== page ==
Programming
ABC announces post-football Monday lineup
ABC has announced its Monday-night line-up to debut January 9th, after the season for Monday Night Football wraps up. The reality series "Wife Swap" returns to the network from 8-9 pm (ET), with two women exchanging very different families each week. The 9:00-9:30 slot goes to a new sitcom, "Emily's Reasons Why Not," starring Heather Graham as a successful young woman trying to get control of her love life. "Jake in Progress," starring John Stamos, returns to the ABC line-up in the 9:30-10:00 slot - - also focusing on relationships, but from the guy's perspective.

O'Hurley goes to the dogs
John O'Hurley isn't spending all of this time on the dance floor. He'll be back on TV next week to once again host "The National Dog Show Presented by Purina" on NBC. The broadcast has become a Thanksgiving Day tradition, airing after NBC's broadcast of the "Macy's thanksgiving Day Parade." This year's dog show broadcast will address the needs of pet rescue organizations in the hurricane ravaged Gulf Coast region. Purina's Pro Plan established "Rally to Rescue" with a goal of raising a million bucks to help smaller pet rescue organizations.

Who's going to get the new NFL package?
The New York Times reports that the National Football League is close to a decision on awarding its newest TV contract - - a package of eight games on Thursdays and Saturdays in the second half of the 2006 season. It's the first new NFL package since 1987 and highly sought after by broadcast and cable nets who don't currently have an NFL deal. There's one catch: the team owners want a partner who will help it create an all-sports network with the Thursday-Sunday package and also invest in the NFL Network, which they'd like to see carried on a lot more cable systems. That has many folks speculating that Comcast is the most likely winner, since it is working hard to turn OLN into a major sports network to compete with ESPN.


Ratings & Research
"Housewives" back on top with TiVo users
With a new episode being offered, ABC's "Desperate Housewives" returned to its usual position at the top of the ratings list with TiVo users. In fact, ABC had a triple play, with "Lost" and "Grey's Anatomy" claiming the next two slots.
| Tivo Top 25 |

Nets: DVRs benefit ad-supported television
As, anticipated (11/14 TVBR #223), a group of broadcast networks led by NBC and including CBS, Fox, and the WB, unveiled a DVR data presentation at a press conference for reporters and media agencies with their position on time-shifted TV audiences. The reason? To show why advertisers should include DVR playback viewing as part of their media buys. Nielsen begins on 12/26 tracking DVR playback data in its daily ratings reports. The data unveiled indicates homes with DVRs watch more - - not less - - television and could increase the average primetime audience for a program by an average of 4%. The nets highlighted multiple reports showing that DVR households watched 12% more television, and that they are exposed to a greater number of commercial impressions. The results of these studies, though early, confirm what the networks' own proprietary studies have found all along: DVRs increase the viewing of television's most popular programming, as well as commercials.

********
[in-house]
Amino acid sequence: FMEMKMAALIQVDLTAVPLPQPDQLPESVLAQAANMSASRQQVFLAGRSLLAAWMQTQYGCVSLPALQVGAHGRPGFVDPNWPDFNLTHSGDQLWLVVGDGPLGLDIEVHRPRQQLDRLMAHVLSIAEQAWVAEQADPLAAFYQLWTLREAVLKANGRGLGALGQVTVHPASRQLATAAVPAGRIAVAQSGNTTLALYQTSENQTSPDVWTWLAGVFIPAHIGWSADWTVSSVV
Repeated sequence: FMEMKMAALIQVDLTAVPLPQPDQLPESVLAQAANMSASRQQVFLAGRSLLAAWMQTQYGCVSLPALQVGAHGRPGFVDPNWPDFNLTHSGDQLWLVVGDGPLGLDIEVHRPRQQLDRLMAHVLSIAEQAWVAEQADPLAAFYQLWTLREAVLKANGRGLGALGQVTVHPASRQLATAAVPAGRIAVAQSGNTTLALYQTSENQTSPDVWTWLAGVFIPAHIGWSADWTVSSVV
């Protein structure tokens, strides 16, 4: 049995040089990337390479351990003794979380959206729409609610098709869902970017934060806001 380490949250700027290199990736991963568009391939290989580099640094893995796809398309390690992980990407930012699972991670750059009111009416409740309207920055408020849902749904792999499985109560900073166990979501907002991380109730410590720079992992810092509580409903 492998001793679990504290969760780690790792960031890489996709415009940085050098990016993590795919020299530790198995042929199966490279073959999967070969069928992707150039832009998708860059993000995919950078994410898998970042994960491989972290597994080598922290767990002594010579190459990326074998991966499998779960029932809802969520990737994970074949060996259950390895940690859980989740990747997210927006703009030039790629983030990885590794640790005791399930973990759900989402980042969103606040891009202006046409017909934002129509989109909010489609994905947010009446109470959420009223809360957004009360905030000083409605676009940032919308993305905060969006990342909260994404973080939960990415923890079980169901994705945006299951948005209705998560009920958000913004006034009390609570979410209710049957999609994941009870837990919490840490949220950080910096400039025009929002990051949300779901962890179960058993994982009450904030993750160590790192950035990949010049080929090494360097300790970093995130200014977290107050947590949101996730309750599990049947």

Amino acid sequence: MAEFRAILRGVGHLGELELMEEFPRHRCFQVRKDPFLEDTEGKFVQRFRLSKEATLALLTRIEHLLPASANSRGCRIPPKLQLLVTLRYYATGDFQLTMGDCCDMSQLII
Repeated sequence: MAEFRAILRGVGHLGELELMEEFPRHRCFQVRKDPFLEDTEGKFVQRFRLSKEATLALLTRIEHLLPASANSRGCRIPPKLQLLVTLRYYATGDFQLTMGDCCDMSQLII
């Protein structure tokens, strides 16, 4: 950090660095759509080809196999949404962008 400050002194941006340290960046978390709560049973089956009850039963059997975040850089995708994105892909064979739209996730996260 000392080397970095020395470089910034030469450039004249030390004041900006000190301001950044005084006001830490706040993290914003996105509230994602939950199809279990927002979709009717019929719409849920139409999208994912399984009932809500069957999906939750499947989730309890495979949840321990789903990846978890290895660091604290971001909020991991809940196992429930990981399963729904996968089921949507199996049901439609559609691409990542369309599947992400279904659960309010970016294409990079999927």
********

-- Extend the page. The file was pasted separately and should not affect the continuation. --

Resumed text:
| Among the highlights presented: |

Nielsen Entertainment taps Gerbrandt for reports
Former Kagan COO Larry Gerbrandt has joined Nielsen Entertainment as Senior Vice President and Senior Corporate Analyst for Nielsen Entertainment. Among his first initiatives first Nielsen Entertainment Report, "Benchmarking the Digital Household," available now. Gerbrandt will utilize Nielsen Entertainment's Actionable Entertainment Intelligence (AEI), the cross-section of data sets from Nielsen's consulting and measurement businesses covering film, television, on demand, interactive, live event, music, mobile, and book entertainment verticals, as well as data from sister companies Nielsen Media Research and Monitor Plus, to produce strategy-minded analyses on many of the complex questions facing entertainment executives today. Other Nielsen Entertainment Reports due in 2005 include the Economics of On-Demand Programming and a series of research studies covering the Motion Picture, Mobile and Video Games entertainment verticals. Benchmarking the Digital Household is a distillation of eight years of regular, in-depth surveys in American households conducted by Nielsen Media Research.
| Examples of key trends from the analysis: |


Engineering
Continental Electronics delivers transmitters
for HAARP project

They're not just working with broadcasting: Continental Electronics announced it is ahead of schedule in delivering 132 ultra-low-noise transmitters to U.S. government contractor BAE Systems for use in the High-Frequency Active Auroral Research Program (HAARP) near Gakona, Alaska. When the massive planar array for ionospheric research is completed in 2007, it will include a total of 180 Continental D616G 10-kW combined transmitters, which the company is upgrading specifically for HAARP. HAARP first installed Continental transmitters in 1993 when the project began. Said Robert Jacobsen, the HAARP project manager for BAE Systems: "Continental Electronics was the company that best met our rigorous specifications back in the early 1990s, when we began using their solutions. Their transmitter is a beautiful piece of equipment that does the job it is intended to perform extremely well. There is no other product available on the market that can do what we have designed it to do." The U.S. government is constructing the HAARP facility to conduct upper-atmospheric and solar-terrestrial research via a phased array transmitter, with an aim of learning more about the ionosphere, the atmosphere layer ionized by solar radiation with natural electrical currents that can be modulated with powerful radio signals. Much of the ionosphere's scientific potential lies in satellite communications, which depends on signals passing through it. The ionosphere also causes nighttime skywave bounces for AM and world-wide signal bounces for shortwave. BAE Systems today leads the installation at HAARP, which began in 1993 with 18 transmitters, grew to 48 in 1998, and is currently being expanded to a total of 180 transmitters -- all built by Continental with some components from BAE and other suppliers. The final expansion will bring the HAARP array to full power, with its ERP increasing from 84 dBW to about 96 dBW. It will have greater transmitter modulation capability, variable frequency range, and beam steering than any other high-frequency transmitting system in the world. Continental is under contract to supply six transmitters per month. The transmitters for HAARP needed to have extremely low noise characteristics to maximize the ability to manipulate the ionosphere.